Sunday, August 3, 2014


Jews have lived in Tiberias since Roman times. Since the 3rd century, it was the seat of rabbinic scholarship, in which position it remained until the 10th century. Afterwards, it continued to be a seat of scholarship, but this time, only second in importance to Jerusalem. From the 8th to the 10th centuries, it was also the center of the literary movement of the Masorah system of Hebrew philology. In 1204, it became the burial place of Maimonides. Eventually, however, as a result of the many Arab wars in the region, Tiberias was almost abandoned, but was renewed in the latter 16th century by the Ottoman Jewish banker and diplomat Don Joseph Nasi. Still, the incessant local civil wars of the surrounding Bedouin wreaked havoc on the community, but since 1740, when Rabbi Haim Abulafia, with the help of Bedouin Sheikh Daher el Omer revived the community, the situation stabilized and this became one of the few places where Jews actually lived in peace and prosperity along with the local Arabs.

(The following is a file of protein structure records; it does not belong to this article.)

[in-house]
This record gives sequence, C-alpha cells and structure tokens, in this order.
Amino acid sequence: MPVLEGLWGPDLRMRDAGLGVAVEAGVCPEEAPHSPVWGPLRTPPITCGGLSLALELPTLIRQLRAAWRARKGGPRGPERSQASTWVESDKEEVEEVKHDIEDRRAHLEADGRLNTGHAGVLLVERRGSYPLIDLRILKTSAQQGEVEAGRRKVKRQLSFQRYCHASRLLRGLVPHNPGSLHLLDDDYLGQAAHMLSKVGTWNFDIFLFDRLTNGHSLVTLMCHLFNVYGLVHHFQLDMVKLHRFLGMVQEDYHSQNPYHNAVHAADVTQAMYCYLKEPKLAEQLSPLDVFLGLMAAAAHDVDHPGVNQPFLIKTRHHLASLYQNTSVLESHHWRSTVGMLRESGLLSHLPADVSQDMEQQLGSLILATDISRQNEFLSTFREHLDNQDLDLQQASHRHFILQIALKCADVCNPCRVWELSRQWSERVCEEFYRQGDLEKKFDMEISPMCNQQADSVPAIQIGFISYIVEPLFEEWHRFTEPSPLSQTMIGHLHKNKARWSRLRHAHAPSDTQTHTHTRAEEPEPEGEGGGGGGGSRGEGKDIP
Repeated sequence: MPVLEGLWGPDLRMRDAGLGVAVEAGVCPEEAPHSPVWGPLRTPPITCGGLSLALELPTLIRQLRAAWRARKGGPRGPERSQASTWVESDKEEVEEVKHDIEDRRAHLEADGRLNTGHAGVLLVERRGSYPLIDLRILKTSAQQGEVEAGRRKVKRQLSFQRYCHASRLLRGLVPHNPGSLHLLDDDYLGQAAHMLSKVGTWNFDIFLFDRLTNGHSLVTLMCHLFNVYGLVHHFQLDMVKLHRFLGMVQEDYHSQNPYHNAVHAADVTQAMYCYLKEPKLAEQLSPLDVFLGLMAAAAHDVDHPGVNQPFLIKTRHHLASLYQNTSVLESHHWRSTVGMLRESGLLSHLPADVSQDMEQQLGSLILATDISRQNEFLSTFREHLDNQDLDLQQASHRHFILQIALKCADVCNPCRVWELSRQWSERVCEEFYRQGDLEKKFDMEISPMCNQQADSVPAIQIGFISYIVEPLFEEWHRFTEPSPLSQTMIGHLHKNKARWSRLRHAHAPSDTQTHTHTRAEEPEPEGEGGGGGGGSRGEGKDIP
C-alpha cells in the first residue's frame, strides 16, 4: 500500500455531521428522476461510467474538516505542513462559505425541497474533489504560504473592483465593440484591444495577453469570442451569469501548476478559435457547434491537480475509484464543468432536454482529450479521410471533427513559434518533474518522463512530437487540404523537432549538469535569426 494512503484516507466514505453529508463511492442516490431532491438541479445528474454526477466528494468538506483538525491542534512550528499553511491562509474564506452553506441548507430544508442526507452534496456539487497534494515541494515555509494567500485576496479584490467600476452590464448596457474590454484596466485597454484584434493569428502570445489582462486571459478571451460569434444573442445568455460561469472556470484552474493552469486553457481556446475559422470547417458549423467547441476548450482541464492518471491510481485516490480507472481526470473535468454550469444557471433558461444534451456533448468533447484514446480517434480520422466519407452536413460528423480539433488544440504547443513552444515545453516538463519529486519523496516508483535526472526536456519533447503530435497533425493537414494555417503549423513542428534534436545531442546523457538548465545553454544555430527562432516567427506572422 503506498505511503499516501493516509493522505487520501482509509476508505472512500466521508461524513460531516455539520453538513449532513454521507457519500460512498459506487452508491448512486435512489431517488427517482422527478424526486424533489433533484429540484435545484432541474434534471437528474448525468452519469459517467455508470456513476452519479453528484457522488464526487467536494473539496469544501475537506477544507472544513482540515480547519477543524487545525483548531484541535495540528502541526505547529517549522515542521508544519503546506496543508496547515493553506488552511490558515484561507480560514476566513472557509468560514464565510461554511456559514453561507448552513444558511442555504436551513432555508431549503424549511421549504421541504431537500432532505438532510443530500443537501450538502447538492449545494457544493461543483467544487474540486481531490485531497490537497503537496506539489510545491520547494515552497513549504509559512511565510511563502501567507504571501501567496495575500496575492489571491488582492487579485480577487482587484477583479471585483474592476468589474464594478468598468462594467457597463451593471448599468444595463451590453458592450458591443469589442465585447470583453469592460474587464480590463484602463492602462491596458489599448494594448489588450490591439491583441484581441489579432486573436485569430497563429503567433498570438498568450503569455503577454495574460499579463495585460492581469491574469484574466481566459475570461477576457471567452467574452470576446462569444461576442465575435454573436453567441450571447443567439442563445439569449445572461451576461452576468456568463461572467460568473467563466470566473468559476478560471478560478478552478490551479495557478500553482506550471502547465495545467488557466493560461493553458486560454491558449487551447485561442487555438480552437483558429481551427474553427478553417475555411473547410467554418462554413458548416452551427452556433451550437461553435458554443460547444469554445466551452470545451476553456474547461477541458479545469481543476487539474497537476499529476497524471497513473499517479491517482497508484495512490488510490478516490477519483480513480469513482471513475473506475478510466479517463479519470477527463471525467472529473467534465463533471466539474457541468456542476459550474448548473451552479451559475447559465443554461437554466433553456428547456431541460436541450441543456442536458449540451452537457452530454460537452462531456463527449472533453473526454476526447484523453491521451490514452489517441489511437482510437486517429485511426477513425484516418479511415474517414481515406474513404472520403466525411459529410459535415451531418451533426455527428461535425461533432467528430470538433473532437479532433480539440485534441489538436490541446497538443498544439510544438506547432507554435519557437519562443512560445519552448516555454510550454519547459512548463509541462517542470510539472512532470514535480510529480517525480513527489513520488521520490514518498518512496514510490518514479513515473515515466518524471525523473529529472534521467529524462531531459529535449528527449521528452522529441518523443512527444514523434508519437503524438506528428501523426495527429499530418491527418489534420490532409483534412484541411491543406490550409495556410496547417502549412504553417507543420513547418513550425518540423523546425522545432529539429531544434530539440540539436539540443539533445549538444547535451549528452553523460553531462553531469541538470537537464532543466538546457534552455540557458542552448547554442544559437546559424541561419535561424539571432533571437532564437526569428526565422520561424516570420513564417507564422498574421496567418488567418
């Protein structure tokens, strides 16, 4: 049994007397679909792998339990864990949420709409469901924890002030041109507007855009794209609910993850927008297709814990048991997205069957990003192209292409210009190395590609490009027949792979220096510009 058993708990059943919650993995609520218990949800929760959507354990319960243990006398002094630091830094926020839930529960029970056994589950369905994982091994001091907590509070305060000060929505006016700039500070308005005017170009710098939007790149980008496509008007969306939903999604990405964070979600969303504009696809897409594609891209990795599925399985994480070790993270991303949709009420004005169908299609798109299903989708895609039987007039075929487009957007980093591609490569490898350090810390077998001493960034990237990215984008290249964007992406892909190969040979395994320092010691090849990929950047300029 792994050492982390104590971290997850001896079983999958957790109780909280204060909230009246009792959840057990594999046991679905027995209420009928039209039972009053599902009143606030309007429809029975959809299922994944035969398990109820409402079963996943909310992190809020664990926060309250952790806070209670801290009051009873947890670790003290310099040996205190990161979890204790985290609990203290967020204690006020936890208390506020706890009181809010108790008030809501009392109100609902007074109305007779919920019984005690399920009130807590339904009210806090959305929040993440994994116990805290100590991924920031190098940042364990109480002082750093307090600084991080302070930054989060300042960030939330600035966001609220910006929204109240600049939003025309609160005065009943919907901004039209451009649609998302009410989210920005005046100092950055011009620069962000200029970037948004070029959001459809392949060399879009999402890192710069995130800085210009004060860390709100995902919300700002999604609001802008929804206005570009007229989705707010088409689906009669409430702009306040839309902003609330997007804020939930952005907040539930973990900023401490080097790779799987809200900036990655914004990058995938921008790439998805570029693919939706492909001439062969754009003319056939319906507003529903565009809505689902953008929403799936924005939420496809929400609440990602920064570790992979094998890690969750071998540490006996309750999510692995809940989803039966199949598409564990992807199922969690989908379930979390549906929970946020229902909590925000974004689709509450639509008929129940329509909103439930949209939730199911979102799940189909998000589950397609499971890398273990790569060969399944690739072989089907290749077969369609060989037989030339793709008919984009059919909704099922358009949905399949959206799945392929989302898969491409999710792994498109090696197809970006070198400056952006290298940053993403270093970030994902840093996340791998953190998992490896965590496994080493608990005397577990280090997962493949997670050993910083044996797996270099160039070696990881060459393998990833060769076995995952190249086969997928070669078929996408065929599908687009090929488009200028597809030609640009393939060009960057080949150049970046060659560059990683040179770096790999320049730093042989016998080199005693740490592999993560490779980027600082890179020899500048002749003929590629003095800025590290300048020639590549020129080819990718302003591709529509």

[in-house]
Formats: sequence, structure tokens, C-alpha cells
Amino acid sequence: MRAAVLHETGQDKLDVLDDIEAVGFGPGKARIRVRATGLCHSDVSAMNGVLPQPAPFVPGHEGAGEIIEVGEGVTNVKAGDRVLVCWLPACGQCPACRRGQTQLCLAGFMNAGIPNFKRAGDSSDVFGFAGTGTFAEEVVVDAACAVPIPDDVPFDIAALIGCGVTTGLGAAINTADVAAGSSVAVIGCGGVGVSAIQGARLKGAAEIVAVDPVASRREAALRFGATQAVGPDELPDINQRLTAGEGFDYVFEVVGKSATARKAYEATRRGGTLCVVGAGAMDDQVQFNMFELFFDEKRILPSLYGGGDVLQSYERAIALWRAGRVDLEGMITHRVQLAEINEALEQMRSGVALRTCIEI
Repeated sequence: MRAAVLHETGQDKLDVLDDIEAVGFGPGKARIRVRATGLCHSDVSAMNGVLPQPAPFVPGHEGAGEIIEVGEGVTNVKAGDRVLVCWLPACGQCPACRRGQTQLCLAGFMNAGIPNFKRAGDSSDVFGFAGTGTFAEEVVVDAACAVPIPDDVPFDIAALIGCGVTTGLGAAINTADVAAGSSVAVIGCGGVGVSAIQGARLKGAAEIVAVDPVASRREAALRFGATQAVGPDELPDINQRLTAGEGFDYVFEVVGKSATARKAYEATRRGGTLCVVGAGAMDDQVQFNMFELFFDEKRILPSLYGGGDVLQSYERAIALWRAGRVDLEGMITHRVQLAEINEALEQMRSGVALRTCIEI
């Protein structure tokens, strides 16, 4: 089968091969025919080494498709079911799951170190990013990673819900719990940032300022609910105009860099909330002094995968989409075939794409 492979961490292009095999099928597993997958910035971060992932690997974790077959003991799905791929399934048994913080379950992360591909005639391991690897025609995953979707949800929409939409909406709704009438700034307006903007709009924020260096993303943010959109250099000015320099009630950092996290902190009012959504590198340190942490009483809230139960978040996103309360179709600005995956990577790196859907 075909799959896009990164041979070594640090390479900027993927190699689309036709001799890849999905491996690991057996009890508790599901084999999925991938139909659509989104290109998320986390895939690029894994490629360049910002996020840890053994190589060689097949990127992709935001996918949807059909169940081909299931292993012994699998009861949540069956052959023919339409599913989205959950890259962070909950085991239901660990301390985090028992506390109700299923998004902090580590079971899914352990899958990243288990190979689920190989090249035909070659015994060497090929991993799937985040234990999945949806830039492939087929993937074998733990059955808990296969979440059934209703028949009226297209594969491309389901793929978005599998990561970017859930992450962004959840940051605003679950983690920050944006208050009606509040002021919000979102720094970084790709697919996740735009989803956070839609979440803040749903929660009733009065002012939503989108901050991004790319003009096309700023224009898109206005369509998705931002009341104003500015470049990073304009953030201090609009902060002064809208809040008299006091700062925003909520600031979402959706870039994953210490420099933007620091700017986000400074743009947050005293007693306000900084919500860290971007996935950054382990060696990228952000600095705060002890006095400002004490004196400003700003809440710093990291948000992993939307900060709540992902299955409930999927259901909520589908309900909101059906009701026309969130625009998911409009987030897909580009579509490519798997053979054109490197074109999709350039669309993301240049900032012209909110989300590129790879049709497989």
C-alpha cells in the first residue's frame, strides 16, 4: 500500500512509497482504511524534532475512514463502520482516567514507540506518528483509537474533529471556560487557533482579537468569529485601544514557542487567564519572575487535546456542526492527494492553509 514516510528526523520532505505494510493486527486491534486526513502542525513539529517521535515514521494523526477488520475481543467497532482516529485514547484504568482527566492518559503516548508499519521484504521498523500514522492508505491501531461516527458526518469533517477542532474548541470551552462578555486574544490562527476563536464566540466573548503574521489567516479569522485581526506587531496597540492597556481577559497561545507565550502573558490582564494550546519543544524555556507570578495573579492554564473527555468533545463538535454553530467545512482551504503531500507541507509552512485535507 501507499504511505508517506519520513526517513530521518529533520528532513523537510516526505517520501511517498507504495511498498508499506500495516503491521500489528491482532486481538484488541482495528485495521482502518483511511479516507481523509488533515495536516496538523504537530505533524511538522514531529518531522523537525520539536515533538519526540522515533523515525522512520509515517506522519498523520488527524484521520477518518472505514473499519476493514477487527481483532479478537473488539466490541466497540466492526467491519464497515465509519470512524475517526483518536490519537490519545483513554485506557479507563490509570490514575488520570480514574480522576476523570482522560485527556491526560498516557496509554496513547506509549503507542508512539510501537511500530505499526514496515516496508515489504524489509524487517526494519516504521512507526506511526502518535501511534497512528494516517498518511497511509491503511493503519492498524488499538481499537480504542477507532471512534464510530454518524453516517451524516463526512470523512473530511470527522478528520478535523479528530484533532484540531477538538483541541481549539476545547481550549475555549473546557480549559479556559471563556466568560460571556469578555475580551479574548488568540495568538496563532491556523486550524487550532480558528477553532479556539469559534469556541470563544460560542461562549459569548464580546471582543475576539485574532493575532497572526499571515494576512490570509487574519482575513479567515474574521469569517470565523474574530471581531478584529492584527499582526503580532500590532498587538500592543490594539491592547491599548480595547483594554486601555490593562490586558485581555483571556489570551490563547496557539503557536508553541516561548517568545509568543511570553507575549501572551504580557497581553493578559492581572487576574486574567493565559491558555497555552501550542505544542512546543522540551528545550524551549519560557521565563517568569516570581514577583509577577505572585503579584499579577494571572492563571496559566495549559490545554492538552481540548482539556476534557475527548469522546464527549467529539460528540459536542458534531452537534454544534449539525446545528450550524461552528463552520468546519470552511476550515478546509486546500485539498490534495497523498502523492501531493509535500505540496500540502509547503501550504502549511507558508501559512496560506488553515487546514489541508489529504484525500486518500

But it turned out to be only a temporary situation. In the 1936–39 Arab riots, there were repeated Arab assaults on Jews and over 30 persons were killed.  
Arab arson attack of a local synagogue, 1938
survivor of the Arab massacre, 1938
photo by the American Colony in Jerusalem?
At the beginning of the War of Independence, an undeclared truce existed between local Jews and Arabs. However, it was broken in April 1948 with an attack by Arabs who anticipated the Syrian invasion of the area and some Jews fled for their lives, thus, decreasing the Jewish population to 4000. Following the Haganah's counterattack, all Arab inhabitants left in the same night, making Tiberias the first town of mixed population in the country to become all Jewish in the wake of the war.
(Source, Encyclopedia Judaica)

No comments:

Post a Comment